Heer: In the United States, you have two large companies that dominate the comics industry: DC and Marvel. In Canada, the largest and most prominent publisher of comics is Drawn and Quarterly. Of course D&Q isn’t a big company but in Canada it has a real profile. When D&Q has a new book out, it gets reviewed in the major newspapers. Moreover, alternative cartoonists like Seth and Chester Brown enjoy a real presence in the public sphere: they regularly have museum shows on their work and get interviewed on radio. Of course that’s true of Chris Ware and Dan Clowes but with one major difference: Seth and Chester are considered a part of the Canadian identity while Ware and Clowes are considered in America as interesting artists but not necessarily an big part of the cultural fabric of the nation. What this means is that it is much easier to write about comics in Canada, than the United States. I’ve never had trouble convincing editors in Canada to do stories on comics, especially alternative comics, but I suspect in America it would be a harder slog. It’s interesting that the major Canadian writers on comics (Bart Beaty, Bryan Munn, Brad Mackay) all focus on alternative or classic comics, something that isn’t true of the major American writers on comics.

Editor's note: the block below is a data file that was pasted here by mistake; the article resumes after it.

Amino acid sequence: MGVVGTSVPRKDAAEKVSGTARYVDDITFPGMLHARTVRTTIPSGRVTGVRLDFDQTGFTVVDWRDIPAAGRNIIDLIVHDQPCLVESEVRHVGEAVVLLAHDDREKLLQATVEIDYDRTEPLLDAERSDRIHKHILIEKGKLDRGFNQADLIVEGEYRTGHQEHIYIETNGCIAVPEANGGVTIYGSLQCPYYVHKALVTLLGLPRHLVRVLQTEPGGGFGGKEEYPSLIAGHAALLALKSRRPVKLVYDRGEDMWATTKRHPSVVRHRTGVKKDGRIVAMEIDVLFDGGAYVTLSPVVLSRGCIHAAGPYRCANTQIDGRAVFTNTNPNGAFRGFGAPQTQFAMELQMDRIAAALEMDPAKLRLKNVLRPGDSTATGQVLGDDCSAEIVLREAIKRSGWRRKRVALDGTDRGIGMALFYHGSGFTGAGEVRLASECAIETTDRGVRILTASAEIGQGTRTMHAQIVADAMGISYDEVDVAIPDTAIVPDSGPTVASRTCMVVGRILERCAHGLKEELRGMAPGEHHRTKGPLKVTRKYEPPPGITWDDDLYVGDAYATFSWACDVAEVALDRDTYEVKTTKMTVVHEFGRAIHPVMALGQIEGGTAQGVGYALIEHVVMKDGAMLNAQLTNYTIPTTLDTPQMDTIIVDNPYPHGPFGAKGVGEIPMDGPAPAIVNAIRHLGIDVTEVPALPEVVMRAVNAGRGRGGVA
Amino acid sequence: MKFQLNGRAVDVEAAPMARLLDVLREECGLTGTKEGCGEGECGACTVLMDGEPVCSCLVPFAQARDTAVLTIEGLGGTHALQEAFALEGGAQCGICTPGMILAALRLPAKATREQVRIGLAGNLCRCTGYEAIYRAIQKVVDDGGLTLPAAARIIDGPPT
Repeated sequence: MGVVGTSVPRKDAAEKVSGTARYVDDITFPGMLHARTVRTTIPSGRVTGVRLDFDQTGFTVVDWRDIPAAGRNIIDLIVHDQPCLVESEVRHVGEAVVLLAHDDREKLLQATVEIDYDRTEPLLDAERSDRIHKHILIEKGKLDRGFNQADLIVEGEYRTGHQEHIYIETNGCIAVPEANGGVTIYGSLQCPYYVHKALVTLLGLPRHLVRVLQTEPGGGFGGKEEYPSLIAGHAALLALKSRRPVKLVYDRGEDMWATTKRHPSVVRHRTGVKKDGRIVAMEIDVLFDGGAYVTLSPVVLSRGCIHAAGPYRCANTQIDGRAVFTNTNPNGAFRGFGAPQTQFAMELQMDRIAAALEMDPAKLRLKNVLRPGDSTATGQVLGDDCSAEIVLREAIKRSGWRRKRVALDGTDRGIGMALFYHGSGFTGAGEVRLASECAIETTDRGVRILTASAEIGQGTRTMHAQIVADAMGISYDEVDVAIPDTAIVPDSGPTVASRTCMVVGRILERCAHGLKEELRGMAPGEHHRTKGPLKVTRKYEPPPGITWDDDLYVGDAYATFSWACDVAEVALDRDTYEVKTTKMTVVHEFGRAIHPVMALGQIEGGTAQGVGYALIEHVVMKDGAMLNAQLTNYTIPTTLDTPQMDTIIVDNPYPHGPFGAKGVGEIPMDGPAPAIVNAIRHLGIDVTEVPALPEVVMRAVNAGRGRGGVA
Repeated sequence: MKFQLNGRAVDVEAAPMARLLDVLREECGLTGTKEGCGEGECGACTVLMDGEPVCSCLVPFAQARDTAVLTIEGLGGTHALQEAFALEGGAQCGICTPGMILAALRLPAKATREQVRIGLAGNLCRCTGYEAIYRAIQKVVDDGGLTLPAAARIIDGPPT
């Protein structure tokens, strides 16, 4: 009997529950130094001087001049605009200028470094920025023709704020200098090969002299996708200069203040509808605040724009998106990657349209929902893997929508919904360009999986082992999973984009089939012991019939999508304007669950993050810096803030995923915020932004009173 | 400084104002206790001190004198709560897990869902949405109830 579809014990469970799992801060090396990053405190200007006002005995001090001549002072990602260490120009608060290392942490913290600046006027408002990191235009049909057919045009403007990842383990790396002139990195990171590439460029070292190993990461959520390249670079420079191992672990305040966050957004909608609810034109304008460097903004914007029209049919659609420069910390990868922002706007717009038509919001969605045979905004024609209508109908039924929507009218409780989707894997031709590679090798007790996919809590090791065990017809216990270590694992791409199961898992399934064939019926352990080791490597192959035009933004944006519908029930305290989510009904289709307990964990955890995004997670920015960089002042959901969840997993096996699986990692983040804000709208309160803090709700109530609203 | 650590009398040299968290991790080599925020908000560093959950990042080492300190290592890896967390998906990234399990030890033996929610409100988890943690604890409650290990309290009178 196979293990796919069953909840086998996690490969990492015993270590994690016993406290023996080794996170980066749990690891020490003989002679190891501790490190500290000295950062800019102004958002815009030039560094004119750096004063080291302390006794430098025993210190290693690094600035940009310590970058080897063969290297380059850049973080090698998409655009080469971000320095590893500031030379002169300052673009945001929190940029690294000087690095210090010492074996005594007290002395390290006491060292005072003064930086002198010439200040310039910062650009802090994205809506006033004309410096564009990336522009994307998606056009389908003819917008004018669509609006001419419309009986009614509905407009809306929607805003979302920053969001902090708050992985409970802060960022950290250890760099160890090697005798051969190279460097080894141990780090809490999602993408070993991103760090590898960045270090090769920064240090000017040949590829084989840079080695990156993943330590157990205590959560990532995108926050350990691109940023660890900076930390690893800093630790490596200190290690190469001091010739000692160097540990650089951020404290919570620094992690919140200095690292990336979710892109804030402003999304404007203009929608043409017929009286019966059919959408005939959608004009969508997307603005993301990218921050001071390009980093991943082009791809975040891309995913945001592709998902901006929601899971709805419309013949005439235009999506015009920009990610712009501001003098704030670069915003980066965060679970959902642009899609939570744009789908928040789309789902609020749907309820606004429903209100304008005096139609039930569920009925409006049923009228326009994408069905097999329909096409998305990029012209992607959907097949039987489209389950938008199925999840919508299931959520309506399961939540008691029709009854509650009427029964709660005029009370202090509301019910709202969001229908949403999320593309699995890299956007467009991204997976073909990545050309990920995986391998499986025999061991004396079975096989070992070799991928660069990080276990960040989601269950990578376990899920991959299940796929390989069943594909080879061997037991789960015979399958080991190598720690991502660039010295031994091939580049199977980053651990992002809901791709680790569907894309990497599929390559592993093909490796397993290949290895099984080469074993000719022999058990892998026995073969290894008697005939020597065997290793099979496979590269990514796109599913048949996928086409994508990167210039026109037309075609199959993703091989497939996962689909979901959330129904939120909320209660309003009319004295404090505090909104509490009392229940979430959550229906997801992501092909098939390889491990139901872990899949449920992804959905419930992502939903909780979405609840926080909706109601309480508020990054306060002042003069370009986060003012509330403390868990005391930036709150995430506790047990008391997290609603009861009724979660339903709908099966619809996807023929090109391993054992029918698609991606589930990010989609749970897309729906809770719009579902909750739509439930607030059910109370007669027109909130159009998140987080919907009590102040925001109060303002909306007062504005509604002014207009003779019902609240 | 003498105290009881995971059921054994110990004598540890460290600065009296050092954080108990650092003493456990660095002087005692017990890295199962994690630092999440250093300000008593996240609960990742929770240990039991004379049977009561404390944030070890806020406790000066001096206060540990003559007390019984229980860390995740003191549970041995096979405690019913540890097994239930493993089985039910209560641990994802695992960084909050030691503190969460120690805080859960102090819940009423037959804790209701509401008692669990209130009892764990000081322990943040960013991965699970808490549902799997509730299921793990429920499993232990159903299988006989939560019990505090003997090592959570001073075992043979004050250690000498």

O’Shea: You strike me as a writer who has a clear view and opinion on comics and politics, together and independently. Is it feasible when you participate in gatherings like the recent MIT event, where as you describe it “Ho Che Anderson, Diana Tamblyn and I talked about the relationship between politics and comics” your view can be influenced to change?